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#20 Open-source and movements

Open-source and movements

Anyone using the Internet today benefits from open source software. Early inventors built much of the Internet itself on open source technologies—like the Linux operating system and the Apache Web server application.

Every time computer users view emails, chat with their friends, stream music or videos online, the technology they’re using are using modules from open-source projects or even are open-sourced themselves.

Open-source technologies do not necessarily mean “free.” People can still charge for services in setting up, modifying, and deploying these technologies. But it definitely pushes down the cost and makes it more accessible for people with limited budgets compared to proprietary applications.

That’s where building movements comes in. Cost is a huge issue in progressive groups and organizations. We have a lot of people power, but may have limited budgets. Groups in their formative or initial stages require technologies to reach out and organize their constituents in a cost effective manner, relying more on the energy of people than the power of money. Money saved through these technologies can then be allotted more to hiring organizers or more leaders, making the movement more robust and scalable.

Open-source tech allows for this kind of dynamism to take place, so in our first hacknight for 2018, let’s talk about open-source and movements. Let’s talk about how our collective energy as developers can have the power to move people to action and create positive change. We will also discuss the open source applications that are right now available for organizations, and what can we do to push this further and possibly decrease the influence of money in organizing and in government.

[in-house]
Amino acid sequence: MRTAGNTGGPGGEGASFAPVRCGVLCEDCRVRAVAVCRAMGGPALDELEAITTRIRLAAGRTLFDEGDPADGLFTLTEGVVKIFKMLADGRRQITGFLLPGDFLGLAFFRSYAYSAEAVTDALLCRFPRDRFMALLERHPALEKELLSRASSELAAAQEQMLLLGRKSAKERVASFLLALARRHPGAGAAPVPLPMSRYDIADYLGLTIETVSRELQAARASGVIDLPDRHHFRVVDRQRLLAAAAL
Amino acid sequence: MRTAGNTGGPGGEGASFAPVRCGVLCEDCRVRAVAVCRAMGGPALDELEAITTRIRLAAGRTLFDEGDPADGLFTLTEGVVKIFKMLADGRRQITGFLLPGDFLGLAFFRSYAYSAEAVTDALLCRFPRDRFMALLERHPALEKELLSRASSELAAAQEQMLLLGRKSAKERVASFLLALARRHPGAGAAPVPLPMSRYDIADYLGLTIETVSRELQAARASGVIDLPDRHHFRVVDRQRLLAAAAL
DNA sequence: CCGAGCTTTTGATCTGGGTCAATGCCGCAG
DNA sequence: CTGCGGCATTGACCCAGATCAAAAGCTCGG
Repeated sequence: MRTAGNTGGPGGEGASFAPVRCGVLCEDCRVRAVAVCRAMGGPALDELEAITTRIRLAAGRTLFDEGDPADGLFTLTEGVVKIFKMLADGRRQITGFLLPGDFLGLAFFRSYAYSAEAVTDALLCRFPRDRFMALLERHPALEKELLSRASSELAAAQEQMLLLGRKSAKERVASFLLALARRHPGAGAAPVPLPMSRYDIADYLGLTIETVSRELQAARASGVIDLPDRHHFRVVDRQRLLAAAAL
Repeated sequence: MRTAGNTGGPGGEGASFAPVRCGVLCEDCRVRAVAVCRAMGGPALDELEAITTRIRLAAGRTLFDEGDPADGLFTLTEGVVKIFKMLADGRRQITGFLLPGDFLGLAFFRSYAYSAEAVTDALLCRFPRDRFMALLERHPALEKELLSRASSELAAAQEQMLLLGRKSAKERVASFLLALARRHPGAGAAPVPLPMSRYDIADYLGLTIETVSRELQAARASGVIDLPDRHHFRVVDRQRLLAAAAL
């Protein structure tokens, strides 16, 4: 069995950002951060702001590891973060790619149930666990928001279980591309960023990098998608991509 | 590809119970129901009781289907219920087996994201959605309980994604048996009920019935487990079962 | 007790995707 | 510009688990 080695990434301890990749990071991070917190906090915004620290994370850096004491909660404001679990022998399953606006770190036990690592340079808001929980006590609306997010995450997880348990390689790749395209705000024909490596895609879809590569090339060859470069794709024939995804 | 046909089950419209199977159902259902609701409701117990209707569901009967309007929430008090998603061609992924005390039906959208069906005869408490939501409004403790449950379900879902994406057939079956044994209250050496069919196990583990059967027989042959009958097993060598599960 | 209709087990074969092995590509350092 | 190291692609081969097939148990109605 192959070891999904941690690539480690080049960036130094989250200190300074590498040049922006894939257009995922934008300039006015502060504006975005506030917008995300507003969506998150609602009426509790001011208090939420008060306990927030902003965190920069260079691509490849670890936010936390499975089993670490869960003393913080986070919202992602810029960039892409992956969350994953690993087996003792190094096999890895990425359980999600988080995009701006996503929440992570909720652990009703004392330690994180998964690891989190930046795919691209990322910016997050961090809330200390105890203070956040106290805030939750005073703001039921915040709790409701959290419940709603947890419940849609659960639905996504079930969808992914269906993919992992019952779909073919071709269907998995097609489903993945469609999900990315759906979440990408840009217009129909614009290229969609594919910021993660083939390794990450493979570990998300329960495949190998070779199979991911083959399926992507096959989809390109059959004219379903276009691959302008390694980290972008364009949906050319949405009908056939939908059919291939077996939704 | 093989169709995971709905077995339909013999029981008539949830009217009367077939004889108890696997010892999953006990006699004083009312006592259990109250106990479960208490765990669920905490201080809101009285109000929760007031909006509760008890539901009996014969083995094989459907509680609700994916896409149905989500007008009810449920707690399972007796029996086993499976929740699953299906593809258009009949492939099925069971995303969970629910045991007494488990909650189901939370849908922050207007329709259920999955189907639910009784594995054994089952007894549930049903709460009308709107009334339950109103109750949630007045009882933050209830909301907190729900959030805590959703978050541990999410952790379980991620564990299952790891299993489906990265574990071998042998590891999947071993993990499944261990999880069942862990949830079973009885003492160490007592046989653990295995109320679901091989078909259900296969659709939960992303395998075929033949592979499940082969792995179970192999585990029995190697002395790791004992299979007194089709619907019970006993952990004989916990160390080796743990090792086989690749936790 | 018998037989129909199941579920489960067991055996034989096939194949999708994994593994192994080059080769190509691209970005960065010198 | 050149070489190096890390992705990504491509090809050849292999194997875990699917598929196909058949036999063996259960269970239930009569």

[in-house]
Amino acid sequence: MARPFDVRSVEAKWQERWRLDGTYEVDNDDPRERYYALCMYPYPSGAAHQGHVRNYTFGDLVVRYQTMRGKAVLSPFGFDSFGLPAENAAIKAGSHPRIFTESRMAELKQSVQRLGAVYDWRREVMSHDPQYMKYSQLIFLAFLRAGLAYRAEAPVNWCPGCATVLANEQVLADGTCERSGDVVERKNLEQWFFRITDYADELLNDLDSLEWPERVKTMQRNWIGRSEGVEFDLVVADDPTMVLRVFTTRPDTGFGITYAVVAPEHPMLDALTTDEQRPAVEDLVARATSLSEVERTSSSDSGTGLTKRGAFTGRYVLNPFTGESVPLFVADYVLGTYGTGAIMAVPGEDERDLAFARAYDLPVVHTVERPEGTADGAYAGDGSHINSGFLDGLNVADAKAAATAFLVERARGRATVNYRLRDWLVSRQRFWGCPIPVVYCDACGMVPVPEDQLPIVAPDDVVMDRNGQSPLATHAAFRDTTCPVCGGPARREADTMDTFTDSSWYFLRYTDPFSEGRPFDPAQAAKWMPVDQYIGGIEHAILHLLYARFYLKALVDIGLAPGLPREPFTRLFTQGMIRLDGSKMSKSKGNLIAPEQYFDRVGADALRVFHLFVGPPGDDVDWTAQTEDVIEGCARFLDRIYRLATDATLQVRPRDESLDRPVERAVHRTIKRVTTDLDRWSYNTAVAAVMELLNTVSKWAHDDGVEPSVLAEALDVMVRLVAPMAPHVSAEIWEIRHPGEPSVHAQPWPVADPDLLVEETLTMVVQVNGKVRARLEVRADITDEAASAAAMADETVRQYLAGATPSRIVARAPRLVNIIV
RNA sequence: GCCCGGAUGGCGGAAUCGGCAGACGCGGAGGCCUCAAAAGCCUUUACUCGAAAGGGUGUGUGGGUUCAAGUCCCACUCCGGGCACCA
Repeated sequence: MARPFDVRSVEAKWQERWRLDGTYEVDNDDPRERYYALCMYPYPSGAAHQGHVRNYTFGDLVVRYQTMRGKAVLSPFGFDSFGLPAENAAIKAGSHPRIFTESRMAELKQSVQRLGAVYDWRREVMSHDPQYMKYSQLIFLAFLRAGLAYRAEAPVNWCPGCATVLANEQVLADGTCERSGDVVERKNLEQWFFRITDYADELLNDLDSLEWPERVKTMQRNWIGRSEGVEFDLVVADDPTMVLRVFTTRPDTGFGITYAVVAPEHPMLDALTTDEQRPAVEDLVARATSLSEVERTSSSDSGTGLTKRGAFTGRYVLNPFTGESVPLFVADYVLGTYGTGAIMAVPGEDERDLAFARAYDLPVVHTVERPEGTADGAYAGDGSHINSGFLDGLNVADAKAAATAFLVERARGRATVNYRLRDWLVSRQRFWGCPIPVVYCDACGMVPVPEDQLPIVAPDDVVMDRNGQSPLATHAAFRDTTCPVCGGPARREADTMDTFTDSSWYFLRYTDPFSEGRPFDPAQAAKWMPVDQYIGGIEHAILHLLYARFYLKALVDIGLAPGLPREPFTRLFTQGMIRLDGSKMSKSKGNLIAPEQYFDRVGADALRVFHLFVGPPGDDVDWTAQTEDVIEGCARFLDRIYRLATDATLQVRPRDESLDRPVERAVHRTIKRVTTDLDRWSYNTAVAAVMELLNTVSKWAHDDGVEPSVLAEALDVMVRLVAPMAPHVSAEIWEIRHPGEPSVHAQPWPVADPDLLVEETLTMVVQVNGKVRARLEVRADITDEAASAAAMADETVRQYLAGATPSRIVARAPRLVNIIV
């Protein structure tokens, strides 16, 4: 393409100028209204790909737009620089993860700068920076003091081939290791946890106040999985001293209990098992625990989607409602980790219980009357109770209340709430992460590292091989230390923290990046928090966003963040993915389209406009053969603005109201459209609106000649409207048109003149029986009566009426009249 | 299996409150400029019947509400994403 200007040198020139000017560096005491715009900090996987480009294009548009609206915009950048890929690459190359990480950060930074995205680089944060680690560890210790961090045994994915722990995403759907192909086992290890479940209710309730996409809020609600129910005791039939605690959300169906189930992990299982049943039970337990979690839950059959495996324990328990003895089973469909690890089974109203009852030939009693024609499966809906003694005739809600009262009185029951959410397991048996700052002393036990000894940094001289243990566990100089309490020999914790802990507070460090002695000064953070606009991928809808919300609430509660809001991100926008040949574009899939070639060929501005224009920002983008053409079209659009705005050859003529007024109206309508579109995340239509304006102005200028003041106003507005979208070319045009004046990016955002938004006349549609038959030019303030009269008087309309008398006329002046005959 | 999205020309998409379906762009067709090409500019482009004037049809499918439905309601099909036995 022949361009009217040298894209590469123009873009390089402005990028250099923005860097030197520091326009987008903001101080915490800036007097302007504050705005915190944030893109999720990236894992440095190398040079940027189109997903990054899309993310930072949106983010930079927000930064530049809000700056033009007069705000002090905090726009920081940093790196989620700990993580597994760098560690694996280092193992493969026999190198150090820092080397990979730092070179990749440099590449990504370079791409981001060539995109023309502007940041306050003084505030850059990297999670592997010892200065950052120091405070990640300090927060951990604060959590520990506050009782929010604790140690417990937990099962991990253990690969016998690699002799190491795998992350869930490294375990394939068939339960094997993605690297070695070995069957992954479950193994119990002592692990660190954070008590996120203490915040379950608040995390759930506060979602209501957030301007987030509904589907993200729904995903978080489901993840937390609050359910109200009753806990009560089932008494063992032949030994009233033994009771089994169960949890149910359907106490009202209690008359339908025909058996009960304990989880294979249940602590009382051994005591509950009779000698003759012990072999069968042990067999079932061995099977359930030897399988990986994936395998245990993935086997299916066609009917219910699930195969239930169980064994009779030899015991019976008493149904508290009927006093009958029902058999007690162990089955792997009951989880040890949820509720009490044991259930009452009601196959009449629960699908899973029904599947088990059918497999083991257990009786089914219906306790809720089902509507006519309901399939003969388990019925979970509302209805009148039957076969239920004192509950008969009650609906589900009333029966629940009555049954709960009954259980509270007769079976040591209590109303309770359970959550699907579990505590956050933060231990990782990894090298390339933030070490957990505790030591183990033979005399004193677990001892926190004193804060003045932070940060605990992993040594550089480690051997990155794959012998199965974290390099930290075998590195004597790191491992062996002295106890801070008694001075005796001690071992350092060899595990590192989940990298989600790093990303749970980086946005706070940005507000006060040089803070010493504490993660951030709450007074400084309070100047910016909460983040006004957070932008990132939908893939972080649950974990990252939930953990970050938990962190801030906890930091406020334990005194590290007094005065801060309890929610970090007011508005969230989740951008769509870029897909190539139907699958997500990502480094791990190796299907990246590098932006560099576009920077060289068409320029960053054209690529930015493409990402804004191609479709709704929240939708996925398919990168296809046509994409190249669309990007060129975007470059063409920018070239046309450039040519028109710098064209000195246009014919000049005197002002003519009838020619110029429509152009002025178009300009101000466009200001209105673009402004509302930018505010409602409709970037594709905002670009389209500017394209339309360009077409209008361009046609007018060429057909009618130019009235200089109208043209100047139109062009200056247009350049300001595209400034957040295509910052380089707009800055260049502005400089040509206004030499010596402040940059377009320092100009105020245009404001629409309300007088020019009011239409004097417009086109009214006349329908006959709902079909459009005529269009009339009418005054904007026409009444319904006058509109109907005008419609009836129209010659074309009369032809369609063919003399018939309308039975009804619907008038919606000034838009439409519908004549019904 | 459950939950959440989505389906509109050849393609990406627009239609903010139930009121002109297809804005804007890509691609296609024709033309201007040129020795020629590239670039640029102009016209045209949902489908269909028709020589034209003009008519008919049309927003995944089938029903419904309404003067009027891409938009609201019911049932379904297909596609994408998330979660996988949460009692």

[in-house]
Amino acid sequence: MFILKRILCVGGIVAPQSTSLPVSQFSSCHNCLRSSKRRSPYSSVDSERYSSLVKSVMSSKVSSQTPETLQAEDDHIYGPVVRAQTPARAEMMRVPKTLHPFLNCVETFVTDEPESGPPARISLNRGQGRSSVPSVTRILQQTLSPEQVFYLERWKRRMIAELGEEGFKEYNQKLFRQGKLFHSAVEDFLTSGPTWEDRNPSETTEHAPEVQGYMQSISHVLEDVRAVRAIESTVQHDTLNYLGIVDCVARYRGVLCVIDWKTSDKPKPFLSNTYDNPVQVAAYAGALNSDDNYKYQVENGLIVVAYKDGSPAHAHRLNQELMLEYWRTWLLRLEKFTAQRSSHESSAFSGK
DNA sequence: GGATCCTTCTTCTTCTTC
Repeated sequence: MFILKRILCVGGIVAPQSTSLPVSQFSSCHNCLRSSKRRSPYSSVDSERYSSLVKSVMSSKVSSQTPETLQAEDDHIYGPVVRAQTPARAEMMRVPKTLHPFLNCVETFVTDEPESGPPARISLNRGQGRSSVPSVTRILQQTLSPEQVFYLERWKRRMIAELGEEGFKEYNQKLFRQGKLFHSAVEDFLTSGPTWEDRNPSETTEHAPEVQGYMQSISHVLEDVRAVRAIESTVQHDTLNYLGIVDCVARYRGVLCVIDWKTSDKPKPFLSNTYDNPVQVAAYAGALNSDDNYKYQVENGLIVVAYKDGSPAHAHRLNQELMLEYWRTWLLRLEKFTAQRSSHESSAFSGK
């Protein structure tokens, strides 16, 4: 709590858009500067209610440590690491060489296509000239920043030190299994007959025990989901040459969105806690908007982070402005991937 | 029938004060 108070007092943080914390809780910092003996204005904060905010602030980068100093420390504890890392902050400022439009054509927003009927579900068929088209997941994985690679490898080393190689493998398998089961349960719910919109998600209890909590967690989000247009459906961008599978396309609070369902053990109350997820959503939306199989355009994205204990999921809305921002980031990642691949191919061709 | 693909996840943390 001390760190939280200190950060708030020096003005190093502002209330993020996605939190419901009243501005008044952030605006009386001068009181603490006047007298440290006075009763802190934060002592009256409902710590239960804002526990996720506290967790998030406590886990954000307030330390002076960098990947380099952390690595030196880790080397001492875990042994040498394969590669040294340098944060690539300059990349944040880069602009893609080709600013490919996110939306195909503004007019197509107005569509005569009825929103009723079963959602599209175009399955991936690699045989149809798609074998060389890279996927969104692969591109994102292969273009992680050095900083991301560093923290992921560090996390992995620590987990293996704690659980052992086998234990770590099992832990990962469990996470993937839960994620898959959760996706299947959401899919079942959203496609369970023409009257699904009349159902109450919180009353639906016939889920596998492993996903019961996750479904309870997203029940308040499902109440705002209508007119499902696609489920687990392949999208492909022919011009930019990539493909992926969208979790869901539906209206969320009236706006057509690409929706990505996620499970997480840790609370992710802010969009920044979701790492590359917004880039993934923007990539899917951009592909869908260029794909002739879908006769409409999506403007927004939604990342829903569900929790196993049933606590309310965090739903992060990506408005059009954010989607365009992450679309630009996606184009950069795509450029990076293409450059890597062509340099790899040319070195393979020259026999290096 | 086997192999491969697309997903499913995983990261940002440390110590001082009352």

We will be joined by La Vesha Parker, Progressive HackNight’s secretary and member of the board of directors, who will discuss what open-source technology is, how to actually start contributing. (Check out her talks at AlterConf and FreeCodeCamp)

Sky Duveen, Lead of Software engineering at, will talk about Spoke, an open-source texting application that was used by various campaigns to send text to constituents via an open-source application, saving them a lot of money and allowing them to use the saved funds towards more organizing. Most notably, GetUp – a partner of MoveOne – used Spoke in Australia during the most recent Marriage Equality campaign and won.

Finally, Sonya Reynolds, Data Director of the NY Civic Engagement Table, also a director and treasurer of Progressive HackNight, will discuss how to transition closed-source technologies to open-source. In her talk, we will discuss how to open-source Make the Road’s Corporate Backers of hate – a system that engages people to send emails to corporations to stop supporting draconian policies in government.

Agenda and meeting notes